Fr. Juan SabaterNotwithstanding the crumbling Spanish political order and the growing hatred for the Spanish friars in the islands, the Benedictines kept to their vows. Paradoxically, they considered this critical period as a propitious time to be in the Philippines where they were winning adherents and their work was warmly appreciated. Hence, in the middle of the Katipunan revolution, on the 14th of August 1897, Rev. Fr. Juan Sabater, who was appointed superior of the Philippine Benedictine community, opened the Chapel of Our Lady of Montserrat in Manila.
Anticipating the potential influence of public schools established by the American government and the American Protestant missionaries, then Superior Fr. Juan Sabater, OSB, with the support of the Benedictine community, decided to open up a school and appropriately named it after the great English Benedictine scholar and saint, the Venerable Bede.
On June 17, 1901, at six o'clock in the morning, the school's first Rector, Fr. Silvestre Jofre, celebrated the Mass for the opening of El Colegio de San Beda in Arlegui St, Manila and dedicated the school to the cause of Catholic education and the formation of Christian gentlemen committed to excellence and service of God and country. San Beda College commemorates the feast of St. Bede, its patron saint, on the first week of the school year. The school is attached to the Abbey of Our Lady of Montserrat, founded from the Abbey of Montserrat in Cataluña, Spain.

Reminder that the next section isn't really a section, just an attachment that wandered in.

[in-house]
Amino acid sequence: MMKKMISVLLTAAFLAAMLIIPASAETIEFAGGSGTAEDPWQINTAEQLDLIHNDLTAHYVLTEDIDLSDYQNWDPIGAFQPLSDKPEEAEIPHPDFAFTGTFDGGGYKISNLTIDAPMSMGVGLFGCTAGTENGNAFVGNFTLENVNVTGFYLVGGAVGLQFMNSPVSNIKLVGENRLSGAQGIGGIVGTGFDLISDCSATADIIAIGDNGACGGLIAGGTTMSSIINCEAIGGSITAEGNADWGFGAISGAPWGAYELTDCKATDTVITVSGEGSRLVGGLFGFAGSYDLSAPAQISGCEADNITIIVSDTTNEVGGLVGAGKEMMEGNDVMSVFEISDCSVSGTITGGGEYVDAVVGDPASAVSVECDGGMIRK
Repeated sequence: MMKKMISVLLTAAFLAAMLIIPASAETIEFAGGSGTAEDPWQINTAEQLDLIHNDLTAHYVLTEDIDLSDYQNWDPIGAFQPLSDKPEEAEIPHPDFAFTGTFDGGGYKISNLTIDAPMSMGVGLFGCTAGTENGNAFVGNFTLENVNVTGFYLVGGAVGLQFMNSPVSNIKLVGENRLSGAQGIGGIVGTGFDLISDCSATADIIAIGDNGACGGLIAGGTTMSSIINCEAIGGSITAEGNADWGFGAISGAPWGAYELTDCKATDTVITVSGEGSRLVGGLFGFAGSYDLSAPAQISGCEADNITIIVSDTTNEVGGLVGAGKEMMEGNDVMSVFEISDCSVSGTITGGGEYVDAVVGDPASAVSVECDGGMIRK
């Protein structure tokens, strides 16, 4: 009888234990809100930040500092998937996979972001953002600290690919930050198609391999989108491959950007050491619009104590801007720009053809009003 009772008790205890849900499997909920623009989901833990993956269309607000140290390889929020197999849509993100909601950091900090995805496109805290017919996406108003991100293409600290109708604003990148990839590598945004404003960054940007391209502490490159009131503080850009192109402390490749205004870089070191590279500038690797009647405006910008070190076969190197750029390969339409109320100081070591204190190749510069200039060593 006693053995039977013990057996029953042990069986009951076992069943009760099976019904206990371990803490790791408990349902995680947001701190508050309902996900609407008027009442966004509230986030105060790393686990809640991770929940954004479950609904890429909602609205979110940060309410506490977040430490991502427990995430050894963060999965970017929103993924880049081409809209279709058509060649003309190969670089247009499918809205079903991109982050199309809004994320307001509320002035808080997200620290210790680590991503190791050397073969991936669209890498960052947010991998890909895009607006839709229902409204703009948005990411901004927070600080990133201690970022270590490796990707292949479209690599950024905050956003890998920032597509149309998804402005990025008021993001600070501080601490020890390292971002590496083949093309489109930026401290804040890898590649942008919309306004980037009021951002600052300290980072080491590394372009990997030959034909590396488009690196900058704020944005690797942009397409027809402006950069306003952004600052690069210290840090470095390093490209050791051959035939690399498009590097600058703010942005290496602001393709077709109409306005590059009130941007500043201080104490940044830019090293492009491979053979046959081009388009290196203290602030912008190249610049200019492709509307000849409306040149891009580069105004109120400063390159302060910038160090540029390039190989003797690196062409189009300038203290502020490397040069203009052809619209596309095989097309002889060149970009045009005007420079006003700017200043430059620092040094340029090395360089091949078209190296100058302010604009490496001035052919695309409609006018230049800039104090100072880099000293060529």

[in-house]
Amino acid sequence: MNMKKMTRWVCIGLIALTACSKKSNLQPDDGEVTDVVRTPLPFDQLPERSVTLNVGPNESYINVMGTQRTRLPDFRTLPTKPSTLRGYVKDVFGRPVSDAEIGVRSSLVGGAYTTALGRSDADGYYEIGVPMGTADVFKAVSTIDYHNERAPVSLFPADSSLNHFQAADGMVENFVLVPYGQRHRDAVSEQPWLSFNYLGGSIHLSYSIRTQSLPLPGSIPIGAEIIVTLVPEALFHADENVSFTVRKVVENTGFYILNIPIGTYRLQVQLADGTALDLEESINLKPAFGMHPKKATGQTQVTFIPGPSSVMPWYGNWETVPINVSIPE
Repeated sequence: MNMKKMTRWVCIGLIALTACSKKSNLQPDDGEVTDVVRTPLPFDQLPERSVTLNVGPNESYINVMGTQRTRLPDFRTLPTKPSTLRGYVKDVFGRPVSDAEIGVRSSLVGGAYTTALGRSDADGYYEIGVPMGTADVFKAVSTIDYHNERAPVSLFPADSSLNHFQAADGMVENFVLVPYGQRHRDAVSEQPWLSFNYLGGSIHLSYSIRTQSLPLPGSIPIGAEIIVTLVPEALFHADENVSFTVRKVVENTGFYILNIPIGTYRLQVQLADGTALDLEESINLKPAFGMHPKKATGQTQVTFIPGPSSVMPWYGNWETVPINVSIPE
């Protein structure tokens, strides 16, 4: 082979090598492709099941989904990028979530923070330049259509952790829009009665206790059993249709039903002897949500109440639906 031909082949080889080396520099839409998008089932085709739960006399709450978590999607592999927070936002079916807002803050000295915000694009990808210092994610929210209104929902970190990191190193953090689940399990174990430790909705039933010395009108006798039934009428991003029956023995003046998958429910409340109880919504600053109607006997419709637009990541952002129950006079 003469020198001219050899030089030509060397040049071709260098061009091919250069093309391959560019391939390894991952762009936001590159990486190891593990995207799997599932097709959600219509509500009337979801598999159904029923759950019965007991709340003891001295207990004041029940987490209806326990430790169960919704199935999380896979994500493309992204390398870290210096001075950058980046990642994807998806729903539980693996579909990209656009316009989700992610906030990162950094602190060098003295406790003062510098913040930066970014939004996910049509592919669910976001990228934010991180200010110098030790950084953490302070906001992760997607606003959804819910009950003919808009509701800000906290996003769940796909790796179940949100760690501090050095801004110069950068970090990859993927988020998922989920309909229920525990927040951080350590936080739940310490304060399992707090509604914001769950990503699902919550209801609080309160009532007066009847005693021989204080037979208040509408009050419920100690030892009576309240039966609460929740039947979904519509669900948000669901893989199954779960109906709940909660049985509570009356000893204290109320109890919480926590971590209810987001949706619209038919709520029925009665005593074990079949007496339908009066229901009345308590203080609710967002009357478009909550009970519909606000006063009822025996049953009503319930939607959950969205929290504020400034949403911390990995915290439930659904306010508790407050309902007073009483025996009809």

The school's original curricula were composed of Primaria Enseñanza and Secundaria Enseñanza y Comercio. The Primaria Enseñanza consisted of Class Infirma, Media and Superior, the equivalent of the first grades of the present elementary system. The Secundaria Enseñanza was made up of the four years of high school and the first two years of college leading to a Bachelor of Arts degree and a course leading to a Diploma in commerce
On January 24, 1906, the Pontifical University of Sto. Tomas agreed to recognize all courses offered by San Beda College. In 1910, San Beda was granted government recognition and the authority by the American colonial government to confer the degree of Bachelor of Arts and diplomas for the Elementary and High School. These were San Beda College's starting years—marked by vision and aspiration, challenge and response. The spirit of Saint Benedict enflamed the missionaries of Montserrat to do the unorthodox, moving ahead swiftly with their cause for education in a period characterized by the chaos and confusion of an anti-clerical and nationalist revolution, war between an old world empire and an emerging new world power, and the challenge of Protestantism brought about by the American occupation.